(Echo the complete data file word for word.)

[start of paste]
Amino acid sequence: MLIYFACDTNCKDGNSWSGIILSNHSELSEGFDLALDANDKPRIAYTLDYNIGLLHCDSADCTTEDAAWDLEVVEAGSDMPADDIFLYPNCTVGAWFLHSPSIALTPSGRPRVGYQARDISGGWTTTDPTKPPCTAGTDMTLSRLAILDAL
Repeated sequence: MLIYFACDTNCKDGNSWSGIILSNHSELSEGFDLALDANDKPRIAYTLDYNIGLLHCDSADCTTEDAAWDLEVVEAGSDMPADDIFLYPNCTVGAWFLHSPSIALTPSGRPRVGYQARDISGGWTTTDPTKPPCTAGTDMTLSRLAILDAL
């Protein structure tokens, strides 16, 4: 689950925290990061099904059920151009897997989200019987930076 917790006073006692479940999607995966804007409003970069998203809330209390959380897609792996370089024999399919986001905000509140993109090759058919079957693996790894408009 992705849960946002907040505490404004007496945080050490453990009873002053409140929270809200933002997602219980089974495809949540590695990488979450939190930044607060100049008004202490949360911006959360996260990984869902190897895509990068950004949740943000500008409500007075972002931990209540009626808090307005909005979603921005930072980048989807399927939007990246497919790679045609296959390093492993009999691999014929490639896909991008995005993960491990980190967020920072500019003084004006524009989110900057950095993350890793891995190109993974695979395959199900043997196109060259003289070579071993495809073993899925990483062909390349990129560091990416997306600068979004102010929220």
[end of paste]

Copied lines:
Amino acid sequence: MLIYFACDTNCKDGNSWSGIILSNHSELSEGFDLALDANDKPRIAYTLDYNIGLLHCDSADCTTEDAAWDLEVVEAGSDMPADDIFLYPNCTVGAWFLHSPSIALTPSGRPRVGYQARDISGGWTTTDPTKPPCTAGTDMTLSRLAILDAL
Repeated sequence: MLIYFACDTNCKDGNSWSGIILSNHSELSEGFDLALDANDKPRIAYTLDYNIGLLHCDSADCTTEDAAWDLEVVEAGSDMPADDIFLYPNCTVGAWFLHSPSIALTPSGRPRVGYQARDISGGWTTTDPTKPPCTAGTDMTLSRLAILDAL
């Protein structure tokens, strides 16, 4: 689950925290990061099904059920151009897997989200019987930076 917790006073006692479940999607995966804007409003970069998203809330209390959380897609792996370089024999399919986001905000509140993109090759058919079957693996790894408009 992705849960946002907040505490404004007496945080050490453990009873002053409140929270809200933002997602219980089974495809949540590695990488979450939190930044607060100049008004202490949360911006959360996260990984869902190897895509990068950004949740943000500008409500007075972002931990209540009626808090307005909005979603921005930072980048989807399927939007990246497919790679045609296959390093492993009999691999014929490639896909991008995005993960491990980190967020920072500019003084004006524009989110900057950095993350890793891995190109993974695979395959199900043997196109060259003289070579071993495809073993899925990483062909390349990129560091990416997306600068979004102010929220």